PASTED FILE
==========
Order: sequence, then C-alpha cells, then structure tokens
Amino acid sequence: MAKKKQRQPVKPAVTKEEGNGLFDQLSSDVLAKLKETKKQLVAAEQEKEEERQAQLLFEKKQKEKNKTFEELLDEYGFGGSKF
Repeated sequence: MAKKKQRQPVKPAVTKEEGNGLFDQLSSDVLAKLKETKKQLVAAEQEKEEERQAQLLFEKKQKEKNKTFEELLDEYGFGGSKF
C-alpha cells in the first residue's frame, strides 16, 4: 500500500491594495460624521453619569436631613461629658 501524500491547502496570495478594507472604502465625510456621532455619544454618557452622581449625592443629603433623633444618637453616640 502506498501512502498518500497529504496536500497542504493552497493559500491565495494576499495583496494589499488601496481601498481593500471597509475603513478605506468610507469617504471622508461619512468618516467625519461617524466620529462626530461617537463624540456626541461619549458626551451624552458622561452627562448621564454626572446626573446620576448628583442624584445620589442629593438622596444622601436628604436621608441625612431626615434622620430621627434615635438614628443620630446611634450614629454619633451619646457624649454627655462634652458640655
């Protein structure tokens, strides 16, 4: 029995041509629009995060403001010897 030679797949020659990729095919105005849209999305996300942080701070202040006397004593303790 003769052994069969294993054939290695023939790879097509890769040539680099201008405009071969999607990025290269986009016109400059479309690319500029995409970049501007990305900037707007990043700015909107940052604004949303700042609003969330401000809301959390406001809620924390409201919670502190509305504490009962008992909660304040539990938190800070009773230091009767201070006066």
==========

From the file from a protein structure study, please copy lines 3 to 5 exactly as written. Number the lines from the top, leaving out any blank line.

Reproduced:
Repeated sequence: MAKKKQRQPVKPAVTKEEGNGLFDQLSSDVLAKLKETKKQLVAAEQEKEEERQAQLLFEKKQKEKNKTFEELLDEYGFGGSKF
C-alpha cells in the first residue's frame, strides 16, 4: 500500500491594495460624521453619569436631613461629658 501524500491547502496570495478594507472604502465625510456621532455619544454618557452622581449625592443629603433623633444618637453616640 502506498501512502498518500497529504496536500497542504493552497493559500491565495494576499495583496494589499488601496481601498481593500471597509475603513478605506468610507469617504471622508461619512468618516467625519461617524466620529462626530461617537463624540456626541461619549458626551451624552458622561452627562448621564454626572446626573446620576448628583442624584445620589442629593438622596444622601436628604436621608441625612431626615434622620430621627434615635438614628443620630446611634450614629454619633451619646457624649454627655462634652458640655
């Protein structure tokens, strides 16, 4: 029995041509629009995060403001010897 030679797949020659990729095919105005849209999305996300942080701070202040006397004593303790 003769052994069969294993054939290695023939790879097509890769040539680099201008405009071969999607990025290269986009016109400059479309690319500029995409970049501007990305900037707007990043700015909107940052604004949303700042609003969330401000809301959390406001809620924390409201919670502190509305504490009962008992909660304040539990938190800070009773230091009767201070006066």